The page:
Canad. Rec. Sci. 6: 72. 1894.
Plants medium-sized to large, green, pale green, or sometimes brownish. Stems irregularly radially branched; axillary hair apical cell elongate-rectangular to short-linear. Stem leaves ovate-cordate, triangular-ovate, or narrowly elongate-cordate; costa single, 54–117(–133) µm wide near base, ending shortly before apex; alar regions indistinctly delimited, triangular, from margins to costa or nearly so; proximal laminal cells not markedly wider than distal cells; medial cells 34–139 × 7–13(–14) µm. Sexual condition autoicous. Spores 13–20 µm.
Habitat: Moist or wet, ± nutrient-rich fens, shores, ditches, swampy forests
Elevation: low to high elevations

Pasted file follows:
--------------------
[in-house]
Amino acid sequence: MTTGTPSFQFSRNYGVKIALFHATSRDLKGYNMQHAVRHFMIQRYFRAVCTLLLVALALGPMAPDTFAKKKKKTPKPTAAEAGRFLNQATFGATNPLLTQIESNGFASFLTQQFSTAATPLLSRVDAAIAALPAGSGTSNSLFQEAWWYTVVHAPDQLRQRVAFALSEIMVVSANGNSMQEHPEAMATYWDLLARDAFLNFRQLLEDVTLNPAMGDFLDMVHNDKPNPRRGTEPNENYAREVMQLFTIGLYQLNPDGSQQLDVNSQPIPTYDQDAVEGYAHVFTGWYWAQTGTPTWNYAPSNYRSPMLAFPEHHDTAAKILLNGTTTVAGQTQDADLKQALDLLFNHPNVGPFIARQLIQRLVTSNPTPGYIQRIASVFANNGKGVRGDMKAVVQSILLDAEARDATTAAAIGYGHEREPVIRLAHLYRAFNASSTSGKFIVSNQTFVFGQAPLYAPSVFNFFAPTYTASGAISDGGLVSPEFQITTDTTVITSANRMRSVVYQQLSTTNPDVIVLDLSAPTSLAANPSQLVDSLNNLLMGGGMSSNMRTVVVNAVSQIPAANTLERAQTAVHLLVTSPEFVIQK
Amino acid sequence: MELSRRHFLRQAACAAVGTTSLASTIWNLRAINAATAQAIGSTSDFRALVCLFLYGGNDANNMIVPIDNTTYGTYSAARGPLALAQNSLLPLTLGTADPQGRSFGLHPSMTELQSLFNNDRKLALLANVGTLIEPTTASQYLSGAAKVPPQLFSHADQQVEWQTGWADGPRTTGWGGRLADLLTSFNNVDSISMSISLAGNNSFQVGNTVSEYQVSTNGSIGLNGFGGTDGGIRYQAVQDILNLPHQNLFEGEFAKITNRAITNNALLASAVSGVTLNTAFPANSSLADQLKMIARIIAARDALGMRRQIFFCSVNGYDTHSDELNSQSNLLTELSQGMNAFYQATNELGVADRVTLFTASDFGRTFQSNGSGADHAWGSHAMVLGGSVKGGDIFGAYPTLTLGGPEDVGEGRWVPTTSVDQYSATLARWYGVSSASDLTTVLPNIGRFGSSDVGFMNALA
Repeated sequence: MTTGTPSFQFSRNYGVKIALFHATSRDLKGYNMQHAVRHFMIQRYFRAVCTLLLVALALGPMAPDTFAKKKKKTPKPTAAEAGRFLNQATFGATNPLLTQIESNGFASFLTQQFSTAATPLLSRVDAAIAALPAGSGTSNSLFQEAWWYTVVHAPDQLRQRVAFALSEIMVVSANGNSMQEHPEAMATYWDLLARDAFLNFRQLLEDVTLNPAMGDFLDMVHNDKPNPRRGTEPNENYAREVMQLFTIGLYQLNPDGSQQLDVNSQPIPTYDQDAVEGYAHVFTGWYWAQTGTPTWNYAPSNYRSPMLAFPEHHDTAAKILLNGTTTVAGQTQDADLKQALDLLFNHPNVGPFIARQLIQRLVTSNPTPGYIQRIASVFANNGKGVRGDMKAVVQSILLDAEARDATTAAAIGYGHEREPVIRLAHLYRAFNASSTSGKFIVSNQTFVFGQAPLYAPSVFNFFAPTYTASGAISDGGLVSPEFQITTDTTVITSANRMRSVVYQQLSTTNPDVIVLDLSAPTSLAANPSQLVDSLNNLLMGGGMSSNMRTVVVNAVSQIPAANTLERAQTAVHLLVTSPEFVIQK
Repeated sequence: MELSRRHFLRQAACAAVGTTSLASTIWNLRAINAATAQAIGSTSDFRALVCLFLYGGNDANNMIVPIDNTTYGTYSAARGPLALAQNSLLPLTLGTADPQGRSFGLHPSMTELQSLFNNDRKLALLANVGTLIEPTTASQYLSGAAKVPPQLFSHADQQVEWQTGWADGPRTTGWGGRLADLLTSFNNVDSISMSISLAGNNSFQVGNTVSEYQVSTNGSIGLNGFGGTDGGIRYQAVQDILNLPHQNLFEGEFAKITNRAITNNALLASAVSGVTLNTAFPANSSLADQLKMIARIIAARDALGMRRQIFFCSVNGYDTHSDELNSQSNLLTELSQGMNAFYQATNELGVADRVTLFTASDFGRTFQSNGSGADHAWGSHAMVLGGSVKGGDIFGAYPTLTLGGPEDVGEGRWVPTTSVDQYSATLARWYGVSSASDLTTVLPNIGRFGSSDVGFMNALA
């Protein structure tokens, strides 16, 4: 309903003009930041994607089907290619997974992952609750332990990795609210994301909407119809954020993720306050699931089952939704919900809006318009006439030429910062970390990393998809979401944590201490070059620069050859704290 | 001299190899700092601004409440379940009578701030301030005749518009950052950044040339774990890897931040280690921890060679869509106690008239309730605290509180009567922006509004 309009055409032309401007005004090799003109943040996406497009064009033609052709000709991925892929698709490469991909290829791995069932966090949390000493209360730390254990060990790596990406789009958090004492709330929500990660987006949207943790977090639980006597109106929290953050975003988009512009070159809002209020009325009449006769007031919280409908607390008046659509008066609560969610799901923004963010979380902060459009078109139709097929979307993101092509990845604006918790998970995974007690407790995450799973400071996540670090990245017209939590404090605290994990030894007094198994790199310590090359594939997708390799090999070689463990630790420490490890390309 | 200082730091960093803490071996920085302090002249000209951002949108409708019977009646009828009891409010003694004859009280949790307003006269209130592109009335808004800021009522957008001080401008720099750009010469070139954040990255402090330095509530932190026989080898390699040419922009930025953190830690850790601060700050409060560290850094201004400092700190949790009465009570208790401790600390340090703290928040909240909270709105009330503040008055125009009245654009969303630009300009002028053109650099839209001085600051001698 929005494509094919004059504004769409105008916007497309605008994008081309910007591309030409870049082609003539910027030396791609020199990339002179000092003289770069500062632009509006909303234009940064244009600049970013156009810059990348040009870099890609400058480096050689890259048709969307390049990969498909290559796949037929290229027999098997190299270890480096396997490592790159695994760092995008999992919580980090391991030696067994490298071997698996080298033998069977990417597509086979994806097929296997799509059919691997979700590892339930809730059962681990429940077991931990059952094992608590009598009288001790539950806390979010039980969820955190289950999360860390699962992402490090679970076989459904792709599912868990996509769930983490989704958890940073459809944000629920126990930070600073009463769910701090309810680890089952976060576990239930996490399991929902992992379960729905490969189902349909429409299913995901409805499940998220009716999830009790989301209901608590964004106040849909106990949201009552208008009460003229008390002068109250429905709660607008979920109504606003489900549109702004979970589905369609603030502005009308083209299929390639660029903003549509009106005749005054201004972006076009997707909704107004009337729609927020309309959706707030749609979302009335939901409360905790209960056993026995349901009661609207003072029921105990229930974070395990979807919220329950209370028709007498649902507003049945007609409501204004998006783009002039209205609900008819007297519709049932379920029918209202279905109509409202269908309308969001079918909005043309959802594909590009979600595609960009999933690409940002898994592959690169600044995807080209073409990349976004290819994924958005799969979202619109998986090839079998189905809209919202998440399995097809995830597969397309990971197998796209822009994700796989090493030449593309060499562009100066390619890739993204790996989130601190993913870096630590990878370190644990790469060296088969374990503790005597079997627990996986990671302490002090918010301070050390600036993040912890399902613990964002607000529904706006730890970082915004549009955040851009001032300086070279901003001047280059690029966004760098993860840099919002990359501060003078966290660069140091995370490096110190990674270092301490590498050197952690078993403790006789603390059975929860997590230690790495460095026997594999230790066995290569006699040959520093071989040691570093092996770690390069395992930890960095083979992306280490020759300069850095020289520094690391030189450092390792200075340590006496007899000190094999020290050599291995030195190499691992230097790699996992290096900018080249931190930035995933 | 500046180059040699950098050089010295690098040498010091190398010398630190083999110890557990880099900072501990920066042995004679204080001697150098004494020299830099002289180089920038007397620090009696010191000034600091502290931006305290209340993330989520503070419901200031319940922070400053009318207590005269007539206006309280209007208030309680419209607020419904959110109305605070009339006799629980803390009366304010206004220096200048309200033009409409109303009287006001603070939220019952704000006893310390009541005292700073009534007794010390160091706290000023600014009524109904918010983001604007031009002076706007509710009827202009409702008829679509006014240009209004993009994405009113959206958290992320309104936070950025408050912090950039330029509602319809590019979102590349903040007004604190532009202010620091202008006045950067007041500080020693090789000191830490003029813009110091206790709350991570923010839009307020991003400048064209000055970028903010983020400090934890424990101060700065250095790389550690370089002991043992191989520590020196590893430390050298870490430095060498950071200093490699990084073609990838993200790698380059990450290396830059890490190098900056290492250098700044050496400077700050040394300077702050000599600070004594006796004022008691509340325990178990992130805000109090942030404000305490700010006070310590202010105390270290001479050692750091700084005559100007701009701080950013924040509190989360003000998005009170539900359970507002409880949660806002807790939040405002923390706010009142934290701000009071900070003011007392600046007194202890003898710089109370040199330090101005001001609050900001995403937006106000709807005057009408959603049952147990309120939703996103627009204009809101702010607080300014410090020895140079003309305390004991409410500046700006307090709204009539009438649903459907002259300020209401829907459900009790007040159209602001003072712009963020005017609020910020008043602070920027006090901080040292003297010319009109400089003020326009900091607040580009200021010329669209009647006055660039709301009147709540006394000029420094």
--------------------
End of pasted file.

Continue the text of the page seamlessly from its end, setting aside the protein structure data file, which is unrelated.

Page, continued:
Greenland, Alta., B.C., Man., N.B., Nfld. and Labr., N.W.T., N.S., Nunavut, Ont., P.E.I., Que., Sask., Alaska, Colo., Ill., Iowa, Maine, Md., Mass., Mich., Minn., Mont., N.H., N.J., N.Y., N.C., Pa., Tenn., Vt., Wash., Wis., Eurasia.
Calliergon cordifolium is most frequently confused with the dioicous C. giganteum when the latter species does not form its characteristic miniature sprucelike shoots. Both species have alar regions that reach or almost reach the costa, but whereas C. cordifolium has diffusely delimited groups and a stem leaf costa that is 54–117(–133) µm wide near its base, C. giganteum has sharply delimited alar cells and a costa that is (88–)95–282 µm wide. Calliergon cordifolium is never pale pink, like some expressions of C. giganteum; finally, C. cordifolium tends to grow in more nutrient-rich and slightly less mineral-rich habitats than the latter. For differences with 2. C. orbicularicordatum, see the discussion of that species.